Rail trail race will benefit conservation commissions

Friday, October 7, 2011


Staff Writer

The annual Ghost Train Rail Trail Race, a benefit for the Brookline and Milford conservation commissions, is so low-key that even the race director participates.

“There are no frills,” said race director Steve Latour, an ultra runner, who has been organizing the event since it started three years ago.

The event begins on Oct. 22 at Lake Potanipo and finishes in the same location the following day.

Ultra runners who cover between 31 and 100 miles of trails, start on the first day, running through the night and continuing the next day when the 15-mile racers hit the trail.

The course follows the railroad tracks used in the late 19th and early 20th century to ship granite from Milford and ice from Lake Potanipo to Massachusetts.

During World War II, the rails were removed for scrap metal, but many of the railroad ties remain in the ground.

As races go, this one is low-key and low-tech, Letour said.

Instead of using a paid service and timing chips, volunteers with watches, paper, and pencils will be recording times.

Likewise, the three aid stations set up along the 15-mile course will provide the basics – water and Gatorade – for the 15-mile racers and food for the long-distance runners.

Last year, 70 runners participated, raising $1,400, Letour said.

This year, the organizer is hoping for more runners, and more money.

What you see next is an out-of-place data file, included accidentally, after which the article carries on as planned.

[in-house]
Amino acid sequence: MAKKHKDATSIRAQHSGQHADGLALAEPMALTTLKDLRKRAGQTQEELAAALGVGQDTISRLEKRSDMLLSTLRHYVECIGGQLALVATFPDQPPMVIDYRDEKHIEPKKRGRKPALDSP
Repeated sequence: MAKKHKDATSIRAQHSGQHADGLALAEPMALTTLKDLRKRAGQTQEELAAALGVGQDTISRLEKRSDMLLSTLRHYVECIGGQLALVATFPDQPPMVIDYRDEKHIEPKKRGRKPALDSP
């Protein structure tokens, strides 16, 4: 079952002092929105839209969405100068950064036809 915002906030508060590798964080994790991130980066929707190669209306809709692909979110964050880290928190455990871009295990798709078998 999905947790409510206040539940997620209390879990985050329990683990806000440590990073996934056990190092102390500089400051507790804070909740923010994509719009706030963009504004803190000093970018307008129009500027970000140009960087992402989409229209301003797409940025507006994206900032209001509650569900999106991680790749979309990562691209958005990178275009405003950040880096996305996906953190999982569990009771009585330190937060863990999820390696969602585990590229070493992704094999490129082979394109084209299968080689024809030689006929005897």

He’s also hoping that runners watch the trail marks to keep from straying off the route.

“It’s pretty much a straight shot with one turn in Brookline on a section of Route 13,” he said, describing a course that starts at Lake Potanipo, runs north parallel to State Route 13 into Milford for 7.5 miles and, once runners reach the Milford Department of Public works, returns to the start, another 7.5 miles. Registration, open on race day, is $20 for the 15-mile race and $30 for the ultra race, to cover the additional expense of providing high-energy snacks through the night. It doesn’t matter what the weather is that day, either.

“Trail runners will be out there,” Latour said. “A bad day on the trail is better than any good day on the road.”

Runners aren’t likely to encounter ghosts or goblins on the Ghost Train Rail Trail, or even reasonable facsimiles, the race director said.

But he promised plenty of treats, including breathtaking views, the musty aroma of the fall woods, and no cars or air pollution.

“You’re connecting with nature. You see critters. You’re running in a beautiful place,” Latour said.

The race is inviting in another way: Latour made the cutoff a 16-minute mile to encourage newcomers and slower runners.

“With the time cutoff, people say, ‘I can walk the last bit if I have to,’” he said.

For more information about the Ghost Train Rail Trail Race go the race Web site at

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